The report also found:
• The bank's preferred three-pillar system — promoting government-administered plans, employer-sponsored plans and personal savings accounts — has hurt heavily indebted countries with limited tax bases, contributing to further deficits from high transition costs because the government must continue to pay pension benefits while diverting money into private funds.
• Pension portfolios remain poorly diversified, with many primarily invested in government bonds. That links returns too closely to the risk profile of the country and jeopardizes individuals' savings.
• The three-pillar system was supposed to limit government interference in retirement income, but during the Argentinean economic crisis in 2001, the government forced pension funds to service $132 billion in government debt.
• The bank still provides "little support" to develop social assistance for the elderly poor despite it being a stated element of its strategy.
"I have my severe doubts whether (the World Bank's) policy is useful in all the countries where it's being implemented," said Monika Queisser, Paris-based senior economist for the Organization for Economic Co-operation and Development and an international authority on pension reforms. An author who has written about Latin American pension policies, Ms. Queisser also worked at the World Bank from 1993 to 1997; she has read the report.
The report, which analyzed developments from 1994 to 2004 Central Europe and Latin America — where most of the World Bank's pension efforts have been targeted — was produced by the bank's independent evaluation group. It concluded that "there is little evidence that privately funded pillars have succeeded in increasing national savings or in developing capital markets. Furthermore, multipillar reforms have not increased pension coverage in most reforming countries."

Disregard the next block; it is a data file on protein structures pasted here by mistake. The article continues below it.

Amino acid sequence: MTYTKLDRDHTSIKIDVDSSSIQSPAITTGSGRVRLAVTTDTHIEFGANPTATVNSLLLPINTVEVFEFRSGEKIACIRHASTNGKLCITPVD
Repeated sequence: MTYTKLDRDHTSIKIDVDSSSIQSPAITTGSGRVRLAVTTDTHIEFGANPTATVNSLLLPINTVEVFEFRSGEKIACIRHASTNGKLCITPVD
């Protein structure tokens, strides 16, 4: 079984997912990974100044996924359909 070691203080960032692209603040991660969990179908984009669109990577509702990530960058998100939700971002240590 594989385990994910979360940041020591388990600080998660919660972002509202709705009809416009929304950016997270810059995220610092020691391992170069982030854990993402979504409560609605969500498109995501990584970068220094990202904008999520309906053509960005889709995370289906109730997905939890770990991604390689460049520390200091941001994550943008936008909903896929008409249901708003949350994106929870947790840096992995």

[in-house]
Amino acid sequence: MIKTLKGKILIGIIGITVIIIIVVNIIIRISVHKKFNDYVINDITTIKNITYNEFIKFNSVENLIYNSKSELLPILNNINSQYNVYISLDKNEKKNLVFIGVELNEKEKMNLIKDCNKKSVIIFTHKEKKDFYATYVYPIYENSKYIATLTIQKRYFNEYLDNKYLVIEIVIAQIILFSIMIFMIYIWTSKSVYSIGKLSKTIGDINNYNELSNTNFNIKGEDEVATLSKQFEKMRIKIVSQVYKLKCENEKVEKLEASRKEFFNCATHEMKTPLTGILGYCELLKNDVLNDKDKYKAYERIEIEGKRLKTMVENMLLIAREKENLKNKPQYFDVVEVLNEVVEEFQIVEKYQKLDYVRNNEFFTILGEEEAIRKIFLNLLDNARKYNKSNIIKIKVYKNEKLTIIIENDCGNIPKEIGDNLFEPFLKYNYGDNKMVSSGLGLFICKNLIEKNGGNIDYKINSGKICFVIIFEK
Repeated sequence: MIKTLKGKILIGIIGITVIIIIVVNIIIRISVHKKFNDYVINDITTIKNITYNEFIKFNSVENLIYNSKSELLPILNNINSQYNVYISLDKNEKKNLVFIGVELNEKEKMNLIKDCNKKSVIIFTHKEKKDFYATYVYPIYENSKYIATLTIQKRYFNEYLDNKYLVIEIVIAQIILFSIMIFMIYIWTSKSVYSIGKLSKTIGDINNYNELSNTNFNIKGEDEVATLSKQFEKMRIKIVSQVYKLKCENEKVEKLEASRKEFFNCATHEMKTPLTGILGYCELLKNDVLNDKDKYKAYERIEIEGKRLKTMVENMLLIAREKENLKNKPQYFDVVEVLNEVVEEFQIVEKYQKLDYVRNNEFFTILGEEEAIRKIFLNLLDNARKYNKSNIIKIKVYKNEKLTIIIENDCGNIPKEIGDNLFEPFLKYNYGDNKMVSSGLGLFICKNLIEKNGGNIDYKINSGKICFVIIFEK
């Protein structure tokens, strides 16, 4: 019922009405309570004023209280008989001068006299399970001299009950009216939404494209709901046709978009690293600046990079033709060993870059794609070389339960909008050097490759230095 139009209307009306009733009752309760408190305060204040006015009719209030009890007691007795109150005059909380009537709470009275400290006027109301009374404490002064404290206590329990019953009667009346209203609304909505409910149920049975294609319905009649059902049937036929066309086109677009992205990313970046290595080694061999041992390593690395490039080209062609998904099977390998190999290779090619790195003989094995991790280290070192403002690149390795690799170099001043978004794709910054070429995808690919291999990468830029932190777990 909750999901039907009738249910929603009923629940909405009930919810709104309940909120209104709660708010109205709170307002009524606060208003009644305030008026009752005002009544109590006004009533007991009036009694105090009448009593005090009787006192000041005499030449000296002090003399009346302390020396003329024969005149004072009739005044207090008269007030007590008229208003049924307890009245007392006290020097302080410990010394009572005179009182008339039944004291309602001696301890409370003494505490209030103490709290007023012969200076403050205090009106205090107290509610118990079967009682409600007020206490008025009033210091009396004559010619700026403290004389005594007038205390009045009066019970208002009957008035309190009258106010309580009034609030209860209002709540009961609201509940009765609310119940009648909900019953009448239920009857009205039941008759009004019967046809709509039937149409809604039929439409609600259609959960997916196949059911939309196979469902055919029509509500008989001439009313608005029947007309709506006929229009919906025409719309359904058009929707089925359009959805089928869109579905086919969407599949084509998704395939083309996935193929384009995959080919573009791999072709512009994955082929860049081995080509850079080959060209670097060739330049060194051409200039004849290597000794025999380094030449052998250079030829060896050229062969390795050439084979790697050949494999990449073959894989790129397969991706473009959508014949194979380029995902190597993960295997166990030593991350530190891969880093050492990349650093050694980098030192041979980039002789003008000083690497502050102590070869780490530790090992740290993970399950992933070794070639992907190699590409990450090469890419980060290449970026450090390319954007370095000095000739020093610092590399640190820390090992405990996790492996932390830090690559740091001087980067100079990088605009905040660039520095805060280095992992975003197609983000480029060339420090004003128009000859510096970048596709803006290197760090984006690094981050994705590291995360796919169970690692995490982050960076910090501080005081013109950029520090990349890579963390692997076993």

The bank's focus on using pension reforms as a way of strengthening a country's overall economy also meant that it neglected "the broader goal of pension policy, that is, to reduce poverty and improve retirement income adequacy within a fiscal constraint."
"We're not saying that these countries don't need the World Bank's assistance; they do," said Peter Bakvis, director of the Washington office of the International Confederation of Free Trade Unions, who has read the report and agrees with its findings. "But the bank's approach, in general, has made things worse in many cases."
Chile's system of mandatory personal accounts, which helped inspire the bank's policy, recently came under attack not only in the report but also as an issue in the country's presidential election. Michelle Bachelet, who will be sworn in on March 11 as president, described the current pension system as a crisis during her campaign.
Dissatisfaction with the Chilean system hinges on whether enough contributions have been made for retirement at the same time that overhead costs remain high. Also, the government still spends about 5% of its gross national product on pensions, partly to pay for those who can't afford to contribute into the system, suggesting coverage has not improved to an acceptable level.
"We have come to realize that while the three-pillar system is a useful way of thinking, it is not sufficiently differentiated," said Robert Holzmann, director of the World Bank's social protection unit and an engineer of its pension policy. "We have evolved and have addressed some of these issues," but the recent policy changes are "inadequately reflected in the report."
For example, the bank has since introduced a "zero-pillar" concept that is fully government funded and provides a minimal level of protection for the elderly poor. In addition, the organization broadened its scope from countries with established pension systems to include more countries where pension systems are non-existent or cover only about 5% to 10% of the population.
"In many other smaller areas, we do agree with the report," Mr. Holzmann said. "For example, we are planning to propose a way to identify more clearly and more directly the (fiscal) conditions in a country before determining whether it's appropriate to implement a funded pension system."
This will help ensure that the role of pension reforms in helping develop a country's capital markets will be better executed, he said, adding the proposal will be published in a year's time.